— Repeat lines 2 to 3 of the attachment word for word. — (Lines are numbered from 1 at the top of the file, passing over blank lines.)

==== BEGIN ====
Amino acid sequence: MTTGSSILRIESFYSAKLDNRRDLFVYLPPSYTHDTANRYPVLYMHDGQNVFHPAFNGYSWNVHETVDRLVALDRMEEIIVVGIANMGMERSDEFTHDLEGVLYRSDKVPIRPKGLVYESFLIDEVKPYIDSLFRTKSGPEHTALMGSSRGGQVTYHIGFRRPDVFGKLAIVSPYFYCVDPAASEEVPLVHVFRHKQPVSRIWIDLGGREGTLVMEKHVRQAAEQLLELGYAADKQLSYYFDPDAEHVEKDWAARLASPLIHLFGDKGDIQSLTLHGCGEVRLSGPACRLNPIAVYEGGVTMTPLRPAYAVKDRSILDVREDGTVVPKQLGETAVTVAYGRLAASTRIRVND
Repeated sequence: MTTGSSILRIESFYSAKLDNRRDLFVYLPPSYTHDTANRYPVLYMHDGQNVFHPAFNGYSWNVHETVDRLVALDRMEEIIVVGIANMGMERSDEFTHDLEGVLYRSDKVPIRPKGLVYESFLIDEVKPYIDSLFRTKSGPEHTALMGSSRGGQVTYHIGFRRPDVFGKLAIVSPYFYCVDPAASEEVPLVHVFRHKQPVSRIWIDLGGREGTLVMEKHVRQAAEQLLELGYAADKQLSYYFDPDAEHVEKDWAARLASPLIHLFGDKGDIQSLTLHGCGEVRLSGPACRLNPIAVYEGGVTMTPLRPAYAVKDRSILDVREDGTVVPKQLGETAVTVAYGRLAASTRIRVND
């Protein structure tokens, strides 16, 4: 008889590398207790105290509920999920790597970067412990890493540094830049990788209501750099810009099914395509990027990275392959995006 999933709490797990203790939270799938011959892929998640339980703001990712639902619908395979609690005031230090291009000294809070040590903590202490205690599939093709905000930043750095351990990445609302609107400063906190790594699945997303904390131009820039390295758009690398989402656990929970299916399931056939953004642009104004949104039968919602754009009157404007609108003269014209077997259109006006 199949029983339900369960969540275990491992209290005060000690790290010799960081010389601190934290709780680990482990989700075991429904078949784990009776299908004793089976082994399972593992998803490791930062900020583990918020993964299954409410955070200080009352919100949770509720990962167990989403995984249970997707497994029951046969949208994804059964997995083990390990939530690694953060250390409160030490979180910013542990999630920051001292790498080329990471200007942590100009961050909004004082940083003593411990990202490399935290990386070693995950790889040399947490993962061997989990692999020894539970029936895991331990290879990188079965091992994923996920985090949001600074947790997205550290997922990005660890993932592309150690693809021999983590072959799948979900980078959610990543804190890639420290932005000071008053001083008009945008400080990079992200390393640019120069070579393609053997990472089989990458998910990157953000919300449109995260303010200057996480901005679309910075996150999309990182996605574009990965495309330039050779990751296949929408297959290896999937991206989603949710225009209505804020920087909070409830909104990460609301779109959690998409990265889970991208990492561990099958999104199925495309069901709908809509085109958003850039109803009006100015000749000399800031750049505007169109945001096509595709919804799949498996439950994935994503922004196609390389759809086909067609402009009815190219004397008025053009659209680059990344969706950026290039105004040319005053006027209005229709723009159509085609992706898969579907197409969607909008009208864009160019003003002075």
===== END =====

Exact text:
Repeated sequence: MTTGSSILRIESFYSAKLDNRRDLFVYLPPSYTHDTANRYPVLYMHDGQNVFHPAFNGYSWNVHETVDRLVALDRMEEIIVVGIANMGMERSDEFTHDLEGVLYRSDKVPIRPKGLVYESFLIDEVKPYIDSLFRTKSGPEHTALMGSSRGGQVTYHIGFRRPDVFGKLAIVSPYFYCVDPAASEEVPLVHVFRHKQPVSRIWIDLGGREGTLVMEKHVRQAAEQLLELGYAADKQLSYYFDPDAEHVEKDWAARLASPLIHLFGDKGDIQSLTLHGCGEVRLSGPACRLNPIAVYEGGVTMTPLRPAYAVKDRSILDVREDGTVVPKQLGETAVTVAYGRLAASTRIRVND
């Protein structure tokens, strides 16, 4: 008889590398207790105290509920999920790597970067412990890493540094830049990788209501750099810009099914395509990027990275392959995006 999933709490797990203790939270799938011959892929998640339980703001990712639902619908395979609690005031230090291009000294809070040590903590202490205690599939093709905000930043750095351990990445609302609107400063906190790594699945997303904390131009820039390295758009690398989402656990929970299916399931056939953004642009104004949104039968919602754009009157404007609108003269014209077997259109006006 199949029983339900369960969540275990491992209290005060000690790290010799960081010389601190934290709780680990482990989700075991429904078949784990009776299908004793089976082994399972593992998803490791930062900020583990918020993964299954409410955070200080009352919100949770509720990962167990989403995984249970997707497994029951046969949208994804059964997995083990390990939530690694953060250390409160030490979180910013542990999630920051001292790498080329990471200007942590100009961050909004004082940083003593411990990202490399935290990386070693995950790889040399947490993962061997989990692999020894539970029936895991331990290879990188079965091992994923996920985090949001600074947790997205550290997922990005660890993932592309150690693809021999983590072959799948979900980078959610990543804190890639420290932005000071008053001083008009945008400080990079992200390393640019120069070579393609053997990472089989990458998910990157953000919300449109995260303010200057996480901005679309910075996150999309990182996605574009990965495309330039050779990751296949929408297959290896999937991206989603949710225009209505804020920087909070409830909104990460609301779109959690998409990265889970991208990492561990099958999104199925495309069901709908809509085109958003850039109803009006100015000749000399800031750049505007169109945001096509595709919804799949498996439950994935994503922004196609390389759809086909067609402009009815190219004397008025053009659209680059990344969706950026290039105004040319005053006027209005229709723009159509085609992706898969579907197409969607909008009208864009160019003003002075």